TV Review: Hostages Season 1 Episode 4 "2:45 PM"

You and your significant other are being held hostage. You are supposed to kill the President, but instead your significant other decides to try to escape.

As you two are discussing how to escape, your significant other says that they are having an affair. How would you handle it? What would you say?

Well, at the beginning of 2:45 PM, this is how Hostages decides to handle it:

Brian: "I'm not doing this [sacrificing himself] because of the affair."

Ellen: "I don't want to talk about that now."

Brian: "I'm doing this because I love my family. Because I love you."


There's a lot to not like in this episode. There were 3 flashbacks - first time Brian and Ellen looked to purchase their current home, Ellen telling nurse Angela she wants her on her surgical team to operate on the president, and Ellen telling Brian about the operation. The biggest rule about flashbacks is if they don't reveal anything about the characters/story, they are both A) boring and B) useless. The second rule is if the flashback reveals something new, it has to be critical to the show. The first flashback we learned that Ellen really wanted that house - so flashback 1 fails the test. The second flashback we learned Angela was really excited about operating on the president.

New, but very obvious - flashback 2 fails. Perhaps it would have been better if we still don't know Angela isn't dead (more on that later). The last flashback we learn that Brian wasn't completely happy with Ellen's decision to operate on the president.

New, but could very easily be guessed. And certainly not essential. Flashback 3 fails. If this show is already resorting to uneventful flashbacks, they might as well put another nail in their coffin.

Back to the Angela problem. Since they telegraphed the twist of her not being dead so early, it deflates all potentially cool scenes surrounding her. Last episode, the head of the secret service told Ellen that Angela's body hasn't been found. This episode it comes full circle when they have Duncan be recruited by the same guy, to look into the fact that Angela's body has yet to be recovered.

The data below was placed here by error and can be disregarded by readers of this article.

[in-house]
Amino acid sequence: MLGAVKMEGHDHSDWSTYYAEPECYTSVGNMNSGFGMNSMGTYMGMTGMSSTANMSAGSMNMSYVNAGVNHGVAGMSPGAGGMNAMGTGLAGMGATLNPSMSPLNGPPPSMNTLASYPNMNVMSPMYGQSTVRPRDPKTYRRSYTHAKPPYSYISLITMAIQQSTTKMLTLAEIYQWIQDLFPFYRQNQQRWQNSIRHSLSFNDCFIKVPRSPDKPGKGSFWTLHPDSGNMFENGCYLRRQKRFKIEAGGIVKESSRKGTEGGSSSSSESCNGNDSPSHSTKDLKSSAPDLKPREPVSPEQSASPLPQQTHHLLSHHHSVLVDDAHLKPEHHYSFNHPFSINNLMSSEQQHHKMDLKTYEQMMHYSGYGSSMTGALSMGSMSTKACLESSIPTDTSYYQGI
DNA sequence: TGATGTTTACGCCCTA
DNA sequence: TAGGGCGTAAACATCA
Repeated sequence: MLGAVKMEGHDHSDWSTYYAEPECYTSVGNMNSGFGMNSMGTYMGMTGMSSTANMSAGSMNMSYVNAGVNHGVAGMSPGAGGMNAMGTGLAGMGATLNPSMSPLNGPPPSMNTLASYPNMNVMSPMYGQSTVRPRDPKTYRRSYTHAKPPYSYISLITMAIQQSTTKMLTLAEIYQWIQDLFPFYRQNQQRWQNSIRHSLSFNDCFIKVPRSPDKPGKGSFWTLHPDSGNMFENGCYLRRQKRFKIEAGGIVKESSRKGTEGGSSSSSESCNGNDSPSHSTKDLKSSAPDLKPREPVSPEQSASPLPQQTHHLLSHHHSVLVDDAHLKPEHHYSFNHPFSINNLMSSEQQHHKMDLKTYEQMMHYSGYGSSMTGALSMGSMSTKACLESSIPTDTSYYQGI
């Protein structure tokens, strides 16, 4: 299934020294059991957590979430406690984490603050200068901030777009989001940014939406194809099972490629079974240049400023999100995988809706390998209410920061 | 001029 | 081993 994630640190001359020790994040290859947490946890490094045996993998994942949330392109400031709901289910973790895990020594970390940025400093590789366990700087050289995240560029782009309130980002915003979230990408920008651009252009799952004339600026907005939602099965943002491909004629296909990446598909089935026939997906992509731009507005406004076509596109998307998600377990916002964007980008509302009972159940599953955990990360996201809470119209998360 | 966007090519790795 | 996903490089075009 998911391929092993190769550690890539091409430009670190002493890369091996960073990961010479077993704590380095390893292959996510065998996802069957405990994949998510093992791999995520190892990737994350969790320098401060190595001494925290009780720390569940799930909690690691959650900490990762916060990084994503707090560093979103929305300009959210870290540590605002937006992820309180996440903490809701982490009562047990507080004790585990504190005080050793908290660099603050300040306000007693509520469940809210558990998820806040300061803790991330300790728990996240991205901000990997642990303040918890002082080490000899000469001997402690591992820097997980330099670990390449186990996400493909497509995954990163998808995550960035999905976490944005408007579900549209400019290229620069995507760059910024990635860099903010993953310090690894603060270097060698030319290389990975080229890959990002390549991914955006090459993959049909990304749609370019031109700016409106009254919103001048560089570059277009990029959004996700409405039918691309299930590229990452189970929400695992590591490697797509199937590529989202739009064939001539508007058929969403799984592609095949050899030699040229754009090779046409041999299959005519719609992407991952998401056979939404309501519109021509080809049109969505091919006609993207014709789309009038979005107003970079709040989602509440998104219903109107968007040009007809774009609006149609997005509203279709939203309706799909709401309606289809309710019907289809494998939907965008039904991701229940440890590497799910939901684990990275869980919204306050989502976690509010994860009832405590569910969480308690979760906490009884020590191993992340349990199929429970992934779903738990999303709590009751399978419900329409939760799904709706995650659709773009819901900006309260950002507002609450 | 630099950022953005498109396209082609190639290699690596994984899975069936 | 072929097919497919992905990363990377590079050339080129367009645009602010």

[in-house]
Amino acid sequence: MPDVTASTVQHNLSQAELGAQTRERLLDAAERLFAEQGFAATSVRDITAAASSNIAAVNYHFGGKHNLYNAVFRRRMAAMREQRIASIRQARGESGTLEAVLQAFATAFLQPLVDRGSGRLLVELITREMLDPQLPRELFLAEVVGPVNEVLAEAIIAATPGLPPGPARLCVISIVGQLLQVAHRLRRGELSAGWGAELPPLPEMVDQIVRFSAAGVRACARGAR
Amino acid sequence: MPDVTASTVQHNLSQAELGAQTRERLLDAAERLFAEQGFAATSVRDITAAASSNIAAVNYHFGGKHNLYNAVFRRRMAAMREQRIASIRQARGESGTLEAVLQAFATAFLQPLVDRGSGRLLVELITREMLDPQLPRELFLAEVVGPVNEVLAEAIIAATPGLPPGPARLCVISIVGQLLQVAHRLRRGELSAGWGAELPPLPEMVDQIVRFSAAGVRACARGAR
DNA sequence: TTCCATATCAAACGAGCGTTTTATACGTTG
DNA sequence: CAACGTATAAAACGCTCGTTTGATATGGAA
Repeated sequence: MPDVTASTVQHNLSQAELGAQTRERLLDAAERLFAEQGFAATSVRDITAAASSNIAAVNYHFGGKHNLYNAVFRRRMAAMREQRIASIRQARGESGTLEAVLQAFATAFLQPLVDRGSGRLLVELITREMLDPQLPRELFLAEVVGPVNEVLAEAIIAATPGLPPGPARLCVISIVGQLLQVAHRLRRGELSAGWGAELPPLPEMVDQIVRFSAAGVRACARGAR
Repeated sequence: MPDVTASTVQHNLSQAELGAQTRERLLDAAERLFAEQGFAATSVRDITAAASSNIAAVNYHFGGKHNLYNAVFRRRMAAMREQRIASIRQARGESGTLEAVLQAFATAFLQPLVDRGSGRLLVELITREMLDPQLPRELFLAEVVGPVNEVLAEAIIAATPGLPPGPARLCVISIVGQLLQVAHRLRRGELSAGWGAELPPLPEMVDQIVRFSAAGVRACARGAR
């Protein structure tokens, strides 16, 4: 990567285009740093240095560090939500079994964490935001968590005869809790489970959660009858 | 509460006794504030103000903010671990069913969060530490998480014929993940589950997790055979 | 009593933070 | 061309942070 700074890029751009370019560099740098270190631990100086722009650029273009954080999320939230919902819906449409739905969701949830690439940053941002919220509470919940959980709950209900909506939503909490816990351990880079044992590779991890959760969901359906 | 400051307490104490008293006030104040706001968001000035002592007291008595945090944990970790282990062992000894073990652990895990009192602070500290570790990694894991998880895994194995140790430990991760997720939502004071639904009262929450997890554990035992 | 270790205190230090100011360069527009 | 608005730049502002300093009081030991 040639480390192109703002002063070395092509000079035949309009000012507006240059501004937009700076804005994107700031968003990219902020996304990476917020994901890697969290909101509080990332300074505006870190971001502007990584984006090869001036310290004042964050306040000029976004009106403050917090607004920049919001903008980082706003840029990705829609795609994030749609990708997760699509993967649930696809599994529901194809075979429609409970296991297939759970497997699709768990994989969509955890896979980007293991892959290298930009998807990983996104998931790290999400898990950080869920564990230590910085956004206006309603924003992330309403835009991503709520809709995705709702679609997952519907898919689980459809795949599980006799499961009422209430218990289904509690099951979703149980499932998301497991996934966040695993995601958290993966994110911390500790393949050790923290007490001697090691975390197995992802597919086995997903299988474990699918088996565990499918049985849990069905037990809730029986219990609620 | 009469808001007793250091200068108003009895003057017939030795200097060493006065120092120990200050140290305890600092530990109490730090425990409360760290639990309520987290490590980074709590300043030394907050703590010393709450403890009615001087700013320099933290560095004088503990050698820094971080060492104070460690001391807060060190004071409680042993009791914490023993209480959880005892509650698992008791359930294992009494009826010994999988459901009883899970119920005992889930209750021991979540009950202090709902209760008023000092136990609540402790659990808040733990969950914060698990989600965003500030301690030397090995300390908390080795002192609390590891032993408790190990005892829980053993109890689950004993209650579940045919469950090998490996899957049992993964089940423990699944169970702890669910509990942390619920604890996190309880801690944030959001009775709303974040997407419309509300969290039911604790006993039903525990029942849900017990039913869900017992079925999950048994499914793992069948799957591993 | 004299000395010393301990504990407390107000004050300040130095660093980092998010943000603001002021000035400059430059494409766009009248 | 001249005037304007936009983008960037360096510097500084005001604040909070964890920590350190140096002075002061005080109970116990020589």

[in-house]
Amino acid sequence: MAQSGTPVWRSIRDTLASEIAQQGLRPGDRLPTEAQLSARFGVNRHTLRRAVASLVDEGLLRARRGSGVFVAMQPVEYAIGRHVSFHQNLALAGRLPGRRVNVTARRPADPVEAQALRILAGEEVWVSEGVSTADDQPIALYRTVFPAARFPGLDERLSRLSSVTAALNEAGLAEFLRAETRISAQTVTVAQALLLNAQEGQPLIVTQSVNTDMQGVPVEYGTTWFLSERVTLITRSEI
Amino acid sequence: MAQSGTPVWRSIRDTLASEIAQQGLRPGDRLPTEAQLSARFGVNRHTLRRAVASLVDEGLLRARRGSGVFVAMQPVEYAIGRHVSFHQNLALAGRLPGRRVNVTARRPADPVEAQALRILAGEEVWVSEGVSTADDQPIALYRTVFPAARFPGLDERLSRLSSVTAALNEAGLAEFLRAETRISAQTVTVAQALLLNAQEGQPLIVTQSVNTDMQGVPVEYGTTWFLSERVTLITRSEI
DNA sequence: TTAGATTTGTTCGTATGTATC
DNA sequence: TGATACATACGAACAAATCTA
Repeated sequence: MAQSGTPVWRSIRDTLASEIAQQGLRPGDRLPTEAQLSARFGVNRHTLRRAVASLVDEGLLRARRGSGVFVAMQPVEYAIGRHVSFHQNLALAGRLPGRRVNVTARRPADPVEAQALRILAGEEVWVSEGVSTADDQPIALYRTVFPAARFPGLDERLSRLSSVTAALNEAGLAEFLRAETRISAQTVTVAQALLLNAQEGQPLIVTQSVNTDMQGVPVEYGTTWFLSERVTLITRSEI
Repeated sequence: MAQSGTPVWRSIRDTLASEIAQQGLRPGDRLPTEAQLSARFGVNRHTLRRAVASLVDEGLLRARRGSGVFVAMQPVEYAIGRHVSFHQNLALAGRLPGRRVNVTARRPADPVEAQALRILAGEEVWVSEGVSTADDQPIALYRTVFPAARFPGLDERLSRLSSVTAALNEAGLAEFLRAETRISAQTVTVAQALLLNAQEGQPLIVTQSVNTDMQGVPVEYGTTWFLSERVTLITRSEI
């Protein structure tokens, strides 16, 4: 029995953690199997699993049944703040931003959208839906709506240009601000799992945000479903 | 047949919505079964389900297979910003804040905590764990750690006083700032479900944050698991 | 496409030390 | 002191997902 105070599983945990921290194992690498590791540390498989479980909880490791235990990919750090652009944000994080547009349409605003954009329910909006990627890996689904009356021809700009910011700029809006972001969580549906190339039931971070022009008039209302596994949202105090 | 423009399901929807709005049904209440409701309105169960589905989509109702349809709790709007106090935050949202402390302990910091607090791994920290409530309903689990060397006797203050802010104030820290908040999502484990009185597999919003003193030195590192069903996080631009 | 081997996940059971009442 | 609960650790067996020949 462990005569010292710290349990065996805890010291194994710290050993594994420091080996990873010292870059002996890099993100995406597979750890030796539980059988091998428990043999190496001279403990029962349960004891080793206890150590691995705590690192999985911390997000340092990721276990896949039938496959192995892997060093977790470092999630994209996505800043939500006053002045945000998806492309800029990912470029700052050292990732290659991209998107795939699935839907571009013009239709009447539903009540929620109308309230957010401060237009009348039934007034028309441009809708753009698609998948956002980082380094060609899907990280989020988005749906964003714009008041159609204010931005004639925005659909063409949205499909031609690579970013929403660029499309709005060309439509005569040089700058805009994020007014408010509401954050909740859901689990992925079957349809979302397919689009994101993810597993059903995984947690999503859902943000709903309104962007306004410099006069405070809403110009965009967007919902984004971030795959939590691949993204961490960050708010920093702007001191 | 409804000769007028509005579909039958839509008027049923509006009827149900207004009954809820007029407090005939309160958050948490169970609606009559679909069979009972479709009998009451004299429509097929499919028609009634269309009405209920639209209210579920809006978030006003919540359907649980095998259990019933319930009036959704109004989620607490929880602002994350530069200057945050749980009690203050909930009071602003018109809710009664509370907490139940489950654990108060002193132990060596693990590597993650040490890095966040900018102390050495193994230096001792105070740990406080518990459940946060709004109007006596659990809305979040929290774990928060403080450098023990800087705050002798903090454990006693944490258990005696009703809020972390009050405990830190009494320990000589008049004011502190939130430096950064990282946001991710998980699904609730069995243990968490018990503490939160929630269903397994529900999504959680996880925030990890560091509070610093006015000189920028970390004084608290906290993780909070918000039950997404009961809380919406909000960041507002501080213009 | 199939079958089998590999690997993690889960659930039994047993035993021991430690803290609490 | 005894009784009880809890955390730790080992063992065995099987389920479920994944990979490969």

Now, the idea that Duncan (who is also the antagonist kidnapper) is being brought in on an assignment by the head of the secret service who he needs to be careful around is interesting. But like I said, it deflates rapidly when they make it painstakingly obvious that this twist of Angela being alive is coming.

The shows attempt to further throw me off the scent by introducing Angela's crying mother was laughable.

The only somewhat interesting angle out of it is the fact that they have a sketch of Archer, the goon who was supposed to kill Angela in the beginning.

Duncan's reaction to Archer is the only unknown thing the audience has to lookout for.

Last thing that was just plain bad was Duncan's conversation with his dying wife Nina, who wants to quit chemotherapy. Duncan tries to convince her by saying he knows a "doctor who specializes in experimental therapies." I've covered this before, so I'll be brief.

Hostages is being this vague because the show doesn't know the details either. Otherwise, why would Duncan not give the details of this "experimental therapy"? He is the least convincing husband ever.

It wasn't all bad, though. The plot for the episode involved the Sanders family plotting their escape. It wasn't perfect, but it was pretty exhilarating to watch.

The kids seemed resourceful for once by cutting out their own GPS trackers and throwing off one of the goons to escape.

Jake showed a little fight in him by calling in favors for a bomb threat to act as a diversion as they slipped the trackers into other backpacks.

The show did a good job of throwing some wrenches into Brian and Ellen's final plans to gather their resources. Duncan froze Brian's bank accounts early. Overlooking the fact it's odd Brian didn't withdraw money two weeks before this, it helped give Duncan some credibility when it comes to his smartest person in the room characteristic. It forced Ellen to sell her wedding ring, and for Brian to be more creative. Archer making Ellen check in with him every fifteen minutes provided the window for a car chase, which let Ellen slip away and meet up with the kids. Brian, who said earlier he wanted to be the diversion, got his wish. He called Duncan's bluff. Unfortunately for him, Duncan shoots him in the stomach while on video chat with Ellen.

Now she must decide. This was the intense moment the show needed in the second episode. Is Brian going to die here? No, because if he does there's nothing keeping Ellen from leaving. He'll be bleeding out, and Duncan will use that (and maybe the promise of more torture) to lure Ellen and the kids back.

Now that Ellen is backed into a corner with an impossible situation, it's time to step up. It's time to see Ellen make a move like she did by giving the President a blood thinner to delay his surgery.

She's gotta be a proactive protagonist, otherwise she's going to be reduced to a wide-eyed scared character that's hard to root for when you don't see her helping her situation at all. We will see.

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